The role of the missionaries and their widespread dissemination of the Bible in the process of colonisation of Africa problematized the interpretation of its text, particularly in South Africa, where it was used both to legitimate apartheid and in the struggle for liberation. This paper documents the emergence of the “Tri-polar Model” (Grenholm and Patte, as modified by Draper) in African Contextual Hermeneutics, and problematises it in terms of the hegemonic role of the reader’s “ideo-theological orientation” (West). A new way forward is sought through emphasising this role of the reader, but also the possibility of a “willing suspension of disbelief” (Coleridge) in the construction of the “othered self” through “conversation” with the text (Gadamer) and the role of “reading communities” (Fish) in demanding accountability from reader(s).
See Jonathan A. Draper“‘For the Kingdom is Inside You and it is Outside of You’: Contextual Exegesis in South Africa,” in Text and Interpretation: New Approaches in the Criticism of the New Testament (eds. Patrick J. Hartin and J.H. Petzer; Leiden: Brill1991) 235–257. I acknowledge my debt here to my late colleague Gunther Wittenberg who patiently explained to me when we began working together in Pietermaritzburg in 1986 why Bultmann had been such an exciting revelation to him as a young student in Germany and what the significance of his hermeneutics was for contextual exegesis.
Jonathan A. Draper“Old Scores and New Notes: Where and What is Contextual Exegesis in the New South Africa,” in Towards an Agenda for Contextual Theology (ed. McGlory Speckman. Pietermaritzburg: Cluster Publications2001) 148–168.
GadamerTruth and Method361. The history and theory of the Other/othering is complex and need not detain us here. Defining ourselves over against the other is usually (rightly) associated with domination and is used as a critique of power e.g. by Claude Lévi-Strauss (1955/1992); Said’s theory of “orientalism” (1985); Simone de Beauvoir’s feminist critique in Le Deuxième Sexe/ The Second Sex (1949/1953) and so on. However it can be turned back on the reader so that the other is ‘allowed’ to interrogate him/her. It is this possibility which I have been anxious to explore.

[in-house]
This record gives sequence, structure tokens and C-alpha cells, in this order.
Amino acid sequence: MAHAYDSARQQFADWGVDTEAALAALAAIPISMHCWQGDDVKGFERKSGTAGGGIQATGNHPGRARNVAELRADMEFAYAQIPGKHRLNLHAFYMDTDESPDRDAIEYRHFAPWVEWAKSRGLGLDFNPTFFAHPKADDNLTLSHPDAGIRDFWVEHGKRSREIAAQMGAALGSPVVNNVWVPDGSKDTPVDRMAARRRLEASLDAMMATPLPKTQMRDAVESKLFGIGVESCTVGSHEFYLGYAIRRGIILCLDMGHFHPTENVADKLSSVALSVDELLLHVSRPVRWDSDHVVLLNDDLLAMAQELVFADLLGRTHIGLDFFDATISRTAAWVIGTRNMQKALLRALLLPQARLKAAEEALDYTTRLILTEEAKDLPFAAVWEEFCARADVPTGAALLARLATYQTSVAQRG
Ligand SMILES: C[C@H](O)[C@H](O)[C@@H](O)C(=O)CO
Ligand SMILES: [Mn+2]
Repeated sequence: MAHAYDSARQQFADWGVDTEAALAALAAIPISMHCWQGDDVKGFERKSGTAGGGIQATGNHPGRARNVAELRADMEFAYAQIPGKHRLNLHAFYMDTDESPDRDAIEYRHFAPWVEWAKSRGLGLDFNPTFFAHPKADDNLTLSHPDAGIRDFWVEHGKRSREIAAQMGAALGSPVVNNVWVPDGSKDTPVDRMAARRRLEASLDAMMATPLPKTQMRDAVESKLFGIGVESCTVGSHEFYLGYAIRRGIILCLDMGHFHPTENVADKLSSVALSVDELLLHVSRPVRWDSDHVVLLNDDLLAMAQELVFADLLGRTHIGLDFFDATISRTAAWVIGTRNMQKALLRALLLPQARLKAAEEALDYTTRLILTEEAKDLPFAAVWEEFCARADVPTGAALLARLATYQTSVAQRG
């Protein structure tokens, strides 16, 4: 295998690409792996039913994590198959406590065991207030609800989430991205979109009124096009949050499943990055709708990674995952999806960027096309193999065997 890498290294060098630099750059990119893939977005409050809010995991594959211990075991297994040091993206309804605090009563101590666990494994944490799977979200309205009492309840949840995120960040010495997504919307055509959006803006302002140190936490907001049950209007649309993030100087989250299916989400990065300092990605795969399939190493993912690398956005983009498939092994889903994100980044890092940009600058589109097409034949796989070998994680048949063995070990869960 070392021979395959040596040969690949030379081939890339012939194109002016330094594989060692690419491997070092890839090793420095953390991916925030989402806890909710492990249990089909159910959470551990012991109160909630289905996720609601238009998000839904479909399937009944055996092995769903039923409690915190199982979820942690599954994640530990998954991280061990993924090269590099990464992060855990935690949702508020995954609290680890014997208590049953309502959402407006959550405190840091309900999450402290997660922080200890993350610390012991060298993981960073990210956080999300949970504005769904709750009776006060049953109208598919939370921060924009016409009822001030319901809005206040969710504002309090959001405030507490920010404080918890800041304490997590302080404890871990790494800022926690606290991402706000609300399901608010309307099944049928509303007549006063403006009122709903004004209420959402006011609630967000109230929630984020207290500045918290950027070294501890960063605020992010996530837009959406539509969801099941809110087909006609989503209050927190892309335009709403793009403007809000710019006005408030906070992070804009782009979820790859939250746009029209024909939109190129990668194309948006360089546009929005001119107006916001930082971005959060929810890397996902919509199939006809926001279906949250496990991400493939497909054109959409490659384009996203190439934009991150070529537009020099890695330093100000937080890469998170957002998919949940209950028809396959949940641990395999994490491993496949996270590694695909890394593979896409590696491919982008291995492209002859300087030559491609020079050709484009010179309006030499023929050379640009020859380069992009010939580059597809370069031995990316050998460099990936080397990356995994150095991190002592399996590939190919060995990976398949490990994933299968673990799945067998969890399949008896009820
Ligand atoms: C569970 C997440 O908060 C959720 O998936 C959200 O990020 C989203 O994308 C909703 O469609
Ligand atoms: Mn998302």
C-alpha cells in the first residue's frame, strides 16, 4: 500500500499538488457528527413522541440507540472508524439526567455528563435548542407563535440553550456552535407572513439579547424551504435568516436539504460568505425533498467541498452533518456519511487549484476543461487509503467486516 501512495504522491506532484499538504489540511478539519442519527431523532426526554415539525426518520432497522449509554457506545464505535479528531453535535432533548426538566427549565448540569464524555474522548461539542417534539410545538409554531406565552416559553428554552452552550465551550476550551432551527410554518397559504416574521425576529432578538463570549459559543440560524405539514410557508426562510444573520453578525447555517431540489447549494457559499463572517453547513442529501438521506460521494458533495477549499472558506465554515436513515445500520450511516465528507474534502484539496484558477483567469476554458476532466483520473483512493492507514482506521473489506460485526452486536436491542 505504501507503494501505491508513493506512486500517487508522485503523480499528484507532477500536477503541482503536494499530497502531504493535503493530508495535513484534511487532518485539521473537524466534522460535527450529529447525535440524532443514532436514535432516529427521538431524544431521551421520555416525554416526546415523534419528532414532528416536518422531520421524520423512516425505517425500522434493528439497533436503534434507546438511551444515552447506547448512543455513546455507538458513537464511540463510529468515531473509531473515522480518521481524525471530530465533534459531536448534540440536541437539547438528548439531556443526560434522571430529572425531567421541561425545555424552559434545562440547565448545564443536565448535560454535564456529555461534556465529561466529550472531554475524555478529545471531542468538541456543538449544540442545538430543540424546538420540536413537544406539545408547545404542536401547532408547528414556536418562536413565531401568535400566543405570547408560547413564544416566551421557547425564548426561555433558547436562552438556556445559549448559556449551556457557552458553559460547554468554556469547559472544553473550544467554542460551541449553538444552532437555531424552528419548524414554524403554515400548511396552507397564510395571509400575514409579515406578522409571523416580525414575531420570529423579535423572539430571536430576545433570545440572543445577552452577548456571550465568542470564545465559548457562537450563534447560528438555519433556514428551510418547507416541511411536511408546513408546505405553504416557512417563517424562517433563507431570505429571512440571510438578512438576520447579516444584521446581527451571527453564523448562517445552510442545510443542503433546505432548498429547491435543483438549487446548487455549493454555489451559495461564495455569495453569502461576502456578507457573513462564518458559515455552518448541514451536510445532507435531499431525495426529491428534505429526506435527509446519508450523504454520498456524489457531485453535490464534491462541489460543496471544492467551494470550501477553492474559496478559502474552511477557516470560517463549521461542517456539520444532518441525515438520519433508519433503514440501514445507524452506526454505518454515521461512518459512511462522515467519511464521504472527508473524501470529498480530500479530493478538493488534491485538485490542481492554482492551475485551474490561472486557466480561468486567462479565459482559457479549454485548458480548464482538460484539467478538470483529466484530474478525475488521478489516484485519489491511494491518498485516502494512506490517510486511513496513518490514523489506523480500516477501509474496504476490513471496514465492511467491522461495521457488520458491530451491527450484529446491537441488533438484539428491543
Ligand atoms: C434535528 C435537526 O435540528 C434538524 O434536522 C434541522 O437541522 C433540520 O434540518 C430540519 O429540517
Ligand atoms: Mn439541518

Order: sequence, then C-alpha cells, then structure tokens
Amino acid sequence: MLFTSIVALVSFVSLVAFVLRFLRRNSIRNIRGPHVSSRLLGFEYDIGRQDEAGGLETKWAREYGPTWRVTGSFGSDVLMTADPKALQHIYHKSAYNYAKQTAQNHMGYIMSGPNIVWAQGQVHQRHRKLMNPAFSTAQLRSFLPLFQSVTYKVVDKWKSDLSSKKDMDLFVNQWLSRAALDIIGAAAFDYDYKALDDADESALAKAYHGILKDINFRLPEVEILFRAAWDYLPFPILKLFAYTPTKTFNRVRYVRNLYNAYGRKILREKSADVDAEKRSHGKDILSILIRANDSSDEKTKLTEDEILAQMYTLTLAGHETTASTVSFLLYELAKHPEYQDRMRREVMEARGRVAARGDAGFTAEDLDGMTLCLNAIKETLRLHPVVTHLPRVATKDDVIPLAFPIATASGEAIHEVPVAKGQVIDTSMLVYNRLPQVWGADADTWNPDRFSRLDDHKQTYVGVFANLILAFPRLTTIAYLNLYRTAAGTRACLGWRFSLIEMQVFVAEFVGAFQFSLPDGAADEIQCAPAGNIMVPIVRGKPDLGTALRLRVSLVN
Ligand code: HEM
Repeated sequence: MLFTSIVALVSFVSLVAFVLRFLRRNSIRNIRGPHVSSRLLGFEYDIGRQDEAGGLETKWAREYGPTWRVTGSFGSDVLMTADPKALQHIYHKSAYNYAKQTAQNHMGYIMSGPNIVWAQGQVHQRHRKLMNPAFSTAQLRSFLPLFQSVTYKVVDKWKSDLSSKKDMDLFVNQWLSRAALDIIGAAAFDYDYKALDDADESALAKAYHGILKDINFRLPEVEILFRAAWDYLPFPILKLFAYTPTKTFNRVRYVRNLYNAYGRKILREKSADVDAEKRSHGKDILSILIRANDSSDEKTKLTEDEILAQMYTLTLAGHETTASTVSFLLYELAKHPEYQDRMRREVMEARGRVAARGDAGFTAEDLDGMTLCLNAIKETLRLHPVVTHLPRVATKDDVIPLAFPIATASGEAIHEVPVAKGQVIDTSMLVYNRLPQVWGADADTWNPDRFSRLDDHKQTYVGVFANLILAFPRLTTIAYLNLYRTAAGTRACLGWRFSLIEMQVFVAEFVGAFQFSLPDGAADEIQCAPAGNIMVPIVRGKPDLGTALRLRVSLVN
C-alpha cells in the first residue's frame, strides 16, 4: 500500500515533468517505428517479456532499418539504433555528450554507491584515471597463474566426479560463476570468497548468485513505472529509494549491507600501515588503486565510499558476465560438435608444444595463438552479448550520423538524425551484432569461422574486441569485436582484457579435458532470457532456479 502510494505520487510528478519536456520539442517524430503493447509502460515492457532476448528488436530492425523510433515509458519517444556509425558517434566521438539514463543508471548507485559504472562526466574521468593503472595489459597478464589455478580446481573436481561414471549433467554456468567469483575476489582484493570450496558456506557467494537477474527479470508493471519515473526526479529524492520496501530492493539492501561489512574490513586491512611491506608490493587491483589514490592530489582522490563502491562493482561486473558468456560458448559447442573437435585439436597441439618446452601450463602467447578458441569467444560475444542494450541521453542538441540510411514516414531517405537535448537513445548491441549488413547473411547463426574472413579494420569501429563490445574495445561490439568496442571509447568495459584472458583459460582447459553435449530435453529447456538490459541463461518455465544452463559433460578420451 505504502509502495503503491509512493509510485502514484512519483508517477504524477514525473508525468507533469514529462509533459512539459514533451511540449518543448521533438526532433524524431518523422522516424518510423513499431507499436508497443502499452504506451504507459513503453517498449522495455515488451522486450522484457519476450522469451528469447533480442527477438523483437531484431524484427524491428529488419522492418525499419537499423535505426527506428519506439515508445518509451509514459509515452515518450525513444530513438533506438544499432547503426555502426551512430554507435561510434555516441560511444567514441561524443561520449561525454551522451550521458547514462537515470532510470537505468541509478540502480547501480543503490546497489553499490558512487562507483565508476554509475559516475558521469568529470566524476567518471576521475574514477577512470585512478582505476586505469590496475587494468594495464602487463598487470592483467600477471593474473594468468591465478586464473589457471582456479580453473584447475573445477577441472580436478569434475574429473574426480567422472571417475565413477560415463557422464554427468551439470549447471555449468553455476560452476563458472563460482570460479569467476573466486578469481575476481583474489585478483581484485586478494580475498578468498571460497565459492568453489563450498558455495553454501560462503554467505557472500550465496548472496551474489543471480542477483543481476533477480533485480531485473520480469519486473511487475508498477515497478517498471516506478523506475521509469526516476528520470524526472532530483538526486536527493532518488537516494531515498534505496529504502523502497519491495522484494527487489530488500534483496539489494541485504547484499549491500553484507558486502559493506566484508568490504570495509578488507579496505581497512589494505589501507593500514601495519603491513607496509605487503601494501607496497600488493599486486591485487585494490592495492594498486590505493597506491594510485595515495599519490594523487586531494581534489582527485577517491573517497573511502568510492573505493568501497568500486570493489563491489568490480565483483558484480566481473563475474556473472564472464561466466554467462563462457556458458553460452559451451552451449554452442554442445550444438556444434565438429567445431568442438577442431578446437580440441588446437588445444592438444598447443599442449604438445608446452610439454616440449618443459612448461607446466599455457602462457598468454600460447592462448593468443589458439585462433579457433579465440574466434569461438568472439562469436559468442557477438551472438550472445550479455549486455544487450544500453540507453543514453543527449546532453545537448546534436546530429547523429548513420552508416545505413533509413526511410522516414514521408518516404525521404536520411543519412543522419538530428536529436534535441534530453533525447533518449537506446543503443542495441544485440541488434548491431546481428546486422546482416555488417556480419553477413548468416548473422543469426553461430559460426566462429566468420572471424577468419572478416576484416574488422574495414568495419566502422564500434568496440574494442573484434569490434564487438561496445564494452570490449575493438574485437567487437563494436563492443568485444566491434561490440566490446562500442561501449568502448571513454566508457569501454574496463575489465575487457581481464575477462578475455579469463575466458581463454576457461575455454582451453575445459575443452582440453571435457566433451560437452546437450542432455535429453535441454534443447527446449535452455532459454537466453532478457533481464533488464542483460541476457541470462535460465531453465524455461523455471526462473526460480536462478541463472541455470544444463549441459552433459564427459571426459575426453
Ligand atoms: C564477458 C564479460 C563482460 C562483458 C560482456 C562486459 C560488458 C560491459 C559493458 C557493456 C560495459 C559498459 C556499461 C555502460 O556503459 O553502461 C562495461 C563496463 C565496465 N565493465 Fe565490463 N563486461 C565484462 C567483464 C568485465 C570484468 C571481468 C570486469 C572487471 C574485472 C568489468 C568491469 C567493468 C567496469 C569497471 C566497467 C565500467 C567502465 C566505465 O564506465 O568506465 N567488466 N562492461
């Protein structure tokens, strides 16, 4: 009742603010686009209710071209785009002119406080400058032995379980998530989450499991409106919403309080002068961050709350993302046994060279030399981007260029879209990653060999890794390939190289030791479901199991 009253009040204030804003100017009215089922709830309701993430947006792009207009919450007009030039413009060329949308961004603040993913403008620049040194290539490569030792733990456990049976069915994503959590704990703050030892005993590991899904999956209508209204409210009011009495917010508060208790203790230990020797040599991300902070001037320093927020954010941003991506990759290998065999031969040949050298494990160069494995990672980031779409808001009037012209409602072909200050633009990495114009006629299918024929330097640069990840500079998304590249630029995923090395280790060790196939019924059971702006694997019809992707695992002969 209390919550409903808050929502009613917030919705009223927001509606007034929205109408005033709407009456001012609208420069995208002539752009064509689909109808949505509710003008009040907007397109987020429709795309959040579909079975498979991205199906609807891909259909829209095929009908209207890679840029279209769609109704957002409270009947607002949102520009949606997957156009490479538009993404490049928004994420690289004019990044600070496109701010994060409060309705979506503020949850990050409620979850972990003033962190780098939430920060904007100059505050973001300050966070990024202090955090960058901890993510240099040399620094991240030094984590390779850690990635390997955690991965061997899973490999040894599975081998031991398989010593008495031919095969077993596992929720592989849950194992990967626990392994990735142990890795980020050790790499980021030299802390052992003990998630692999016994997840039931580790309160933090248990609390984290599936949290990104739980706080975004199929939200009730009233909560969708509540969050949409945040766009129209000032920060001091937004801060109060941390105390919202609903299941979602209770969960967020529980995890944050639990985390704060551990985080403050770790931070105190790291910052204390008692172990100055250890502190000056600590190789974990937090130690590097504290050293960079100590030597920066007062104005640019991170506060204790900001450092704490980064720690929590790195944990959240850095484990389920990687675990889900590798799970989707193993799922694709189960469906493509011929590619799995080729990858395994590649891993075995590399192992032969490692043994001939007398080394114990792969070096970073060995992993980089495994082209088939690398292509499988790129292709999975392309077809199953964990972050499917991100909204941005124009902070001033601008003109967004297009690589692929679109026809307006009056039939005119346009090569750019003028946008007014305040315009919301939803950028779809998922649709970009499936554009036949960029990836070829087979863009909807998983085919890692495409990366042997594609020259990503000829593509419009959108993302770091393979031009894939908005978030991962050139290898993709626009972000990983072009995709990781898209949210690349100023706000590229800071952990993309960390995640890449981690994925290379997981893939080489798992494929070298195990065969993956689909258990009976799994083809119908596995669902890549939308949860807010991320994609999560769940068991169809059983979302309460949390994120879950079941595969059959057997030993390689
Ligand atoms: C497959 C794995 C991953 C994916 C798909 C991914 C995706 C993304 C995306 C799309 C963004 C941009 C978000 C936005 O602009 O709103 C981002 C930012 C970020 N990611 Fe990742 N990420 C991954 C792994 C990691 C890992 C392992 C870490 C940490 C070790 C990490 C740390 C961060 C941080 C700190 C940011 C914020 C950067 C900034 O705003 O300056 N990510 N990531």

Jürgen Habermas“Der Universalitätsanspruch der Hermeneutik” in Hermeneutik und Ideologiekritik: Theorie-Diskussion (Frankfurt a/M: Suhrkamp Verlag1971) 120–159. Translated into English by Jerry Dibble and published as “On Hermeneutics’ Claim to Universality” in Kurt Mueller-Vollmer ed. The Hermeneutics Reader: Texts of the German Tradition from the Enlightenment to the Present (New York: Continuum 1985) 294–319.
Hans de Wit““It Should Be Burned and Forgotten!” Latin American Liberation Hermeneutics through the Eyes of Another” in The Bible and the Hermeneutics of Liberation (ed. A.F. Botta and P.R. Andiňach; Atlanta: Society of Biblical Literature2009) 38–60esp. 59 citing Levinas.
Andrew Northedge“Enabling Participation in Academic Discourse”. Teaching in Higher Education8 No. 2 (2003): 169–180; cf. Mary R. Lea and Brian V. Street “Student Writing in Higher Education: an academic literacies approach” Studies in Higher Education 23 no. 2 (1998): 157–172.